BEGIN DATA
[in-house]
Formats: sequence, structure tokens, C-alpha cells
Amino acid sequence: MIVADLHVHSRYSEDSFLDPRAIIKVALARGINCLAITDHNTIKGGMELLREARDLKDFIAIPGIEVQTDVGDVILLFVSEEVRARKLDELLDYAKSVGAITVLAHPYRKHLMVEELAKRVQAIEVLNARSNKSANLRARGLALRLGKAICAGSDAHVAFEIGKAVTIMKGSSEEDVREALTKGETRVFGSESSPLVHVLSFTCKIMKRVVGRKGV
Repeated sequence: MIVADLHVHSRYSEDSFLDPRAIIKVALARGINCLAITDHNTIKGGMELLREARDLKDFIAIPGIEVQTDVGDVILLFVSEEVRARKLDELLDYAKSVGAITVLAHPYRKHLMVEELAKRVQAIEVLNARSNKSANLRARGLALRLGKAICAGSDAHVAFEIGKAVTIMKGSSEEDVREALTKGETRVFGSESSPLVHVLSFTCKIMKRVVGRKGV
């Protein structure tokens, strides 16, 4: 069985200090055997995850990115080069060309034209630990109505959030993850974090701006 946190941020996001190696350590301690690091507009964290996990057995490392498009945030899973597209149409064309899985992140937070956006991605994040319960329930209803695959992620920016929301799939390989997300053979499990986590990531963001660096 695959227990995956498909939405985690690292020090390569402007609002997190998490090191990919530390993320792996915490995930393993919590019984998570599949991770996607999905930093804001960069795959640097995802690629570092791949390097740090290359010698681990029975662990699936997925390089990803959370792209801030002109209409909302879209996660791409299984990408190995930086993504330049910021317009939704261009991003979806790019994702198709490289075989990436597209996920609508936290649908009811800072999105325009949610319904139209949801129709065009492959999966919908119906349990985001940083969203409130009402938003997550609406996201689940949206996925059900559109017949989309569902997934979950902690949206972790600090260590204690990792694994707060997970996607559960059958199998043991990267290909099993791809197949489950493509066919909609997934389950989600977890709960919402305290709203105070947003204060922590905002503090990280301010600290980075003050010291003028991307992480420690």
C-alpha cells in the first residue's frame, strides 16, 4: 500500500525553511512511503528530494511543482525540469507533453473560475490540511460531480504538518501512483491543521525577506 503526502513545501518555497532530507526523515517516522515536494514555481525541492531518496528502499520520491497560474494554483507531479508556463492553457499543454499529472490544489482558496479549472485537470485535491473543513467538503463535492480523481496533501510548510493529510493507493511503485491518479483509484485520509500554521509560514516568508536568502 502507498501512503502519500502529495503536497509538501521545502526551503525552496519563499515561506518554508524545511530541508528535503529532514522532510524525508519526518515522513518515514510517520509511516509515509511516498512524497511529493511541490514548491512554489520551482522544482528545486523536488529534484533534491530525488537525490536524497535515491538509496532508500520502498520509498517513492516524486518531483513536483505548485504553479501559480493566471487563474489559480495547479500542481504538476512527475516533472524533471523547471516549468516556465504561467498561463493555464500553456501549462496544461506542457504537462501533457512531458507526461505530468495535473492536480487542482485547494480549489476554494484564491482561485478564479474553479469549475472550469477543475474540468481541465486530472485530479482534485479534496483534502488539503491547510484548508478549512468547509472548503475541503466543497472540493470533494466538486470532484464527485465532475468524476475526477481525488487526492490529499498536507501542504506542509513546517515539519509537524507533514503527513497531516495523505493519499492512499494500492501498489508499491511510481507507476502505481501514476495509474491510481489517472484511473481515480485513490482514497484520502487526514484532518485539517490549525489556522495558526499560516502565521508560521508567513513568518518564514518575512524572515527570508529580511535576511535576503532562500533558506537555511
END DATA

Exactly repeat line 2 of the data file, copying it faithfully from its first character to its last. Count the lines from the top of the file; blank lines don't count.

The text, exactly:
Formats: sequence, structure tokens, C-alpha cells